People can’t seem to agree on much these days, whether it’s regarding what to watch on Netflix or politics. But, there’s one thing nearly every person has in common: stress. Especially in the face of a global pandemic, we’re all feeling stressed and tired. If we’re not mindful of it, it could take a toll on both our mental health and our physical bodies.
Recognizing Mental Health Awareness Month
May is Mental Health Awareness Month. While 1 in 5 people will experience a mental illness during their lifetime, although almost everyone faces challenges that can impact their mental health. This stat was reported before COVID-19. Considering that stress is at an all-time high right now, one could assume that the ratio may be even higher.
Between 24/7 access to working from home, homeschooling little ones, endless to-do lists, and living in a stormy sea of insurmountable unknowns, most of us are having a hard time finding the time (or energy) to take care of ourselves.
5 Tips to Hack Your Mood
When it comes to diet, sleep, and exercise, having a good and strong routine is linked to improved mental and physical health.
So, the next time that you feel like curling up into a ball on your couch, pulling the blanket over your head, and hiding from the rest of the online world because everything in life is stressing you out, try a few of these natural mood boosters first.
1. Walk it Out.
One proven way to boost mental health symptoms (and one that’s completely free, by the way) is exercise! Easier said than done, we know, but it doesn’t have to be complicated. Start small. Changing up your entire routine all at once may not lead to lasting results. So, pick one small thing each week to work on. It could be adding a new, positive habit or cutting out a bad habit. Small changes really do add up.
Tomorrow morning, pour yourself a small cup of joe and head outside for a quick walk before the chaos of your day begins. Exposure to fresh air and natural sunlight has been clinically proven to enhance mood and elevate self-esteem.
In fact, researchers at the University of Essex in England performed a meta-analysis in 2010 on “green exercise.” They found that exercise performed outdoors – for just five minutes – is enough to increase feelings of wellbeing.
Exercise doesn’t have to be long or intense. You may be surprised by how much better you feel once you start moving…and then you may be inspired to do more.
2. Meditate. Don’t Vegetate.
When it comes to “self-medicating” a little happiness, mediation can pay off big time. According to a review published in JAMA Internal Medicine, meditation was proven to be effective at improving anxiety, depression, and even pain.
Add in a dose of gratitude, and the benefits amplify even more. So, why not combine the two?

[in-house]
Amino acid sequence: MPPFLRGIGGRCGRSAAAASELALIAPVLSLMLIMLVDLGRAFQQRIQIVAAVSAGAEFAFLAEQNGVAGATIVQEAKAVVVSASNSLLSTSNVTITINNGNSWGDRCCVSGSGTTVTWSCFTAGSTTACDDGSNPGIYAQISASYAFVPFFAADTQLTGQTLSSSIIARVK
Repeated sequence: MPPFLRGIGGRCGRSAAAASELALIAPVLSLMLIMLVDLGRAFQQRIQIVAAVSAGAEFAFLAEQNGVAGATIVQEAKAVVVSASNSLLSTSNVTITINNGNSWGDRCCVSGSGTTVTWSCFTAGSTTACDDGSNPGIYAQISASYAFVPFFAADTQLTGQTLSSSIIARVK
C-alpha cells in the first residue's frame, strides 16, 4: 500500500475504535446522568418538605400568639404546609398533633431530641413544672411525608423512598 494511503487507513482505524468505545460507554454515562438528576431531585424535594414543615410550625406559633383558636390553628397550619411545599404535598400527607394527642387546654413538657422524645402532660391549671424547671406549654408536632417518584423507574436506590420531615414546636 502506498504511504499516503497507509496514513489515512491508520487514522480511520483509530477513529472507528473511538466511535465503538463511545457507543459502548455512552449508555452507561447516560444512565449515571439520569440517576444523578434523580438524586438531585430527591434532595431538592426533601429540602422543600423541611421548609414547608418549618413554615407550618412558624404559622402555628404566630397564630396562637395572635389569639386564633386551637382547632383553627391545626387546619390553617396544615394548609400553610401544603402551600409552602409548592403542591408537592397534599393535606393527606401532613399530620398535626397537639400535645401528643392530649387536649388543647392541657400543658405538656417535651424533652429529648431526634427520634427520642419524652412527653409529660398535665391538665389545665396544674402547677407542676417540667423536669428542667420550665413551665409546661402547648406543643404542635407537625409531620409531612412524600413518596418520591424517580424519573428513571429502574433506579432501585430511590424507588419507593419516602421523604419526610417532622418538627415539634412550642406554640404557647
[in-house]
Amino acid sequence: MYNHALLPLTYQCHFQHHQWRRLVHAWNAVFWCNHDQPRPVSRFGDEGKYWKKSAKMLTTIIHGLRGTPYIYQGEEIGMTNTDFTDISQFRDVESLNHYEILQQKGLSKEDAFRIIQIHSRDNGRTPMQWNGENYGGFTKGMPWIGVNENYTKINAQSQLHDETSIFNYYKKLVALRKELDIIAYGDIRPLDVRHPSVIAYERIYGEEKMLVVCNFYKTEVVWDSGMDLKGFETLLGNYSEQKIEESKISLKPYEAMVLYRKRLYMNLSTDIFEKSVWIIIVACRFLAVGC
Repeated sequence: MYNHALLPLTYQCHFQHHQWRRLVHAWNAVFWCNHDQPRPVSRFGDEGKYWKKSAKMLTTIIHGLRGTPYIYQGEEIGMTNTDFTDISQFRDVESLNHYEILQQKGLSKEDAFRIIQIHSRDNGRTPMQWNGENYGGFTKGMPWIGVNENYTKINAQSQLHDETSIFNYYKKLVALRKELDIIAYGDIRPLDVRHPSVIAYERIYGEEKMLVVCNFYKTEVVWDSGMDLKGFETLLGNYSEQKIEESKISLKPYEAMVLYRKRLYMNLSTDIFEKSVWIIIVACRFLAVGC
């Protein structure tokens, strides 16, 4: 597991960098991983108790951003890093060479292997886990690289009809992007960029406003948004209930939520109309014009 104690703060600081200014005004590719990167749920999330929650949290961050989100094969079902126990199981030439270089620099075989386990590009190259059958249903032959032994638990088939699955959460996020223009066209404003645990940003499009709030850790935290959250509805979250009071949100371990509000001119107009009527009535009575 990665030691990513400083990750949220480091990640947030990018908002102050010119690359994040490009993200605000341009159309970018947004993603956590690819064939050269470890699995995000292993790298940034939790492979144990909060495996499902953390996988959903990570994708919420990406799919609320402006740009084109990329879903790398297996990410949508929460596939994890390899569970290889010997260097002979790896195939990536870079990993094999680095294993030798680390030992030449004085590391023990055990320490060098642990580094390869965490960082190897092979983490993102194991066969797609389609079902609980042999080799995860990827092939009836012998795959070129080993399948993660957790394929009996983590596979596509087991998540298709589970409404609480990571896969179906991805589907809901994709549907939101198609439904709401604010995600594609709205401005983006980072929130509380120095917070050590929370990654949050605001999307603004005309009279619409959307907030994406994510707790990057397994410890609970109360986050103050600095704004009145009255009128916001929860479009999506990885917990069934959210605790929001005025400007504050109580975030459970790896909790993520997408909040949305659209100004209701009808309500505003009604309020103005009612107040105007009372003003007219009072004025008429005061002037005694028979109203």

The next time you have five or 10 minutes to spare, choose to meditate rather than vegetate in front of the TV. Focus on the good things in your life, and you’ll probably end up feeling a little less anxious and a whole lot happier.
3. Sweat it Out
The benefits of exercise are often clear on the outside: lose weight, tone your abs, build muscle, and even improve skin. But, it’s what happens on the inside that is arguably more important.
Breaking a sweat at home can actually make you happier for a number of reasons, but the boost of good ol’ endorphins (those feel-good chemicals) is the most immediate. That intense wave of energy that you feel right after a workout can be addicting. While it may not last all day, scientists have made some pretty interesting conclusions on how exercise can affect your brain over time.
Check out this 2014 study in Frontiers in Physiology that found that regular exercise can help individuals become more resilient to stress. In other words, exercise can help you bounce back more easily from stressful situations.
4. Eat Right.
It shouldn’t really come as a surprise that what you eat can directly affect how you feel. While a giant burger and greasy fries may give you an immediate feeling of satisfaction in the moment, you’re most likely to feel bloated and tired shortly after you’re done.
Intead, when you focus on eating a clean diet of whole, unprocessed foods, you get to not only satisfy your hunger, but also deliver key micronutrients to your body. The result? You get to help keep your body and your brain firing on all cylinders, making you feel better mentally and physically.
If you’re ready to revamp your diet, start with fresh foods that are rich in antioxidants, folate, and B vitamins. Choose foods such as eggs, citrus fruits, and dark leafy vegetables. Be sure to also include fatty fish packed with omega-3s, which can protect against depression.
5. Be Kind to Your Mind
According to the Centers for Disease Control and Prevention, the outbreak of COVID-19 may be stressful for people. Fear and anxiety about a disease can be overwhelming and cause strong emotions in both adults and children.
Here are a few tips to help cope with stress during COVID-19:
- PAUSE. Breathe. Notice how you feel
- TAKE BREAKS from COVID-19 content
- MAKE TIME to sleep and exercise
- REACH OUT and stay connected
- SEEK HELP if overwhelmed or unsafe
Remember to take care of your body and take time to unwind.
- Take deep breaths, stretch, or meditate.
- Try to eat healthy, well-balanced meals.
- Exercise regularly and get plenty of sleep.
- Avoid alcohol and drugs.
When life gets hectic, you may be tempted to skip out on the new parts of your daily routine. Just remember, it takes an average of 66 days for a behavior to become automatic (to turn into a habit), but for some people it can take as long as 8 1/2 months. So, don’t give up!
Again, just focus on setting small, achievable goals, and don’t forget to celebrate when you reach them. Stay YOLKED!